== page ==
Saudi Arabia’s King Abdullah died early on Friday and the royal court said his brother Salman will succeed him.
King Salman named his half-brother Muqrin as his crown prince and heir, Reuters reported Friday.
Abdullah, thought to have been born in 1923, had ruled Saudi Arabia as king since 2006 but had run the country as de facto regent for a decade before that after his predecessor, King Fahd, suffered a debilitating stroke.
Abdullah played a key role in Saudi Arabia’s support for Egypt’s government after the military intervened in 2012 and drove his country’s support for Syria’s rebellion against President Bashar al-Assad.
King Salman, thought to be 79, has been crown prince and defense minister since 2012. He was governor of Riyadh province for five decades before that.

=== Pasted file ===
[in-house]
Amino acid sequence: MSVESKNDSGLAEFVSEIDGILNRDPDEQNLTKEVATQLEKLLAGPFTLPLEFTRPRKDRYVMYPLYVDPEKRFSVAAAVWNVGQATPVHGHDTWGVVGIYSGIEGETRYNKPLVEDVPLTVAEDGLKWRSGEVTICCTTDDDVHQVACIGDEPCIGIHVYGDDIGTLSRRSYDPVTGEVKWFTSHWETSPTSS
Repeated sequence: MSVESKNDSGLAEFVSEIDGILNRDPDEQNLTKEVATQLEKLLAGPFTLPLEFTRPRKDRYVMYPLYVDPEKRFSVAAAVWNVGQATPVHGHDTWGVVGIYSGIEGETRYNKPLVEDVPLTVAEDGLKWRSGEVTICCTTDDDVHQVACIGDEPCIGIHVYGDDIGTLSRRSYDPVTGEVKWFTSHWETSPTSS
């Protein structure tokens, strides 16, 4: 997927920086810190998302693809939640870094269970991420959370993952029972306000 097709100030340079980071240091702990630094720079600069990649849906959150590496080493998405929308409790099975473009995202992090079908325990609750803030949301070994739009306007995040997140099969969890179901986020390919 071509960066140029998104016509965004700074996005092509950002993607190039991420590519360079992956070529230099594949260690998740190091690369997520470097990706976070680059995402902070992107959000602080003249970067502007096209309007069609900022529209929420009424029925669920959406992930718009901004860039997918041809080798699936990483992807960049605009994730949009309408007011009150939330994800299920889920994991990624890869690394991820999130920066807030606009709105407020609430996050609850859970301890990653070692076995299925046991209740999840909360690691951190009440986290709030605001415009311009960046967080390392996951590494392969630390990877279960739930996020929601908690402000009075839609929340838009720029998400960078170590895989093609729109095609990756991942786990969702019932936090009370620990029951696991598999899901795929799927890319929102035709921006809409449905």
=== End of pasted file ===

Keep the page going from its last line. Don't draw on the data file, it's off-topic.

Abdullah pushed cautious changes in the conservative Islamic kingdom including increased women’s rights and economic deregulation but made no moves towards democracy and was a hawk toward rival Iran.
King Salman has been part of the ruling clique of princes for decades and is thought likely to continue the main thrusts of Saudi strategic policy, including maintaining the alliance with the United States and working towards energy market stability.
During his five decades as Riyadh governor he was reputedly adept at managing the delicate balance of clerical, tribal and princely interests that determine Saudi policy while maintaining good relations with the West.
Saudi Arabia holds more than a fifth of the world’s crude oil and also exerts some influence over the world’s 1.6 billion Muslims through its guardianship of Mecca and Medina, Islam’s holiest sites.
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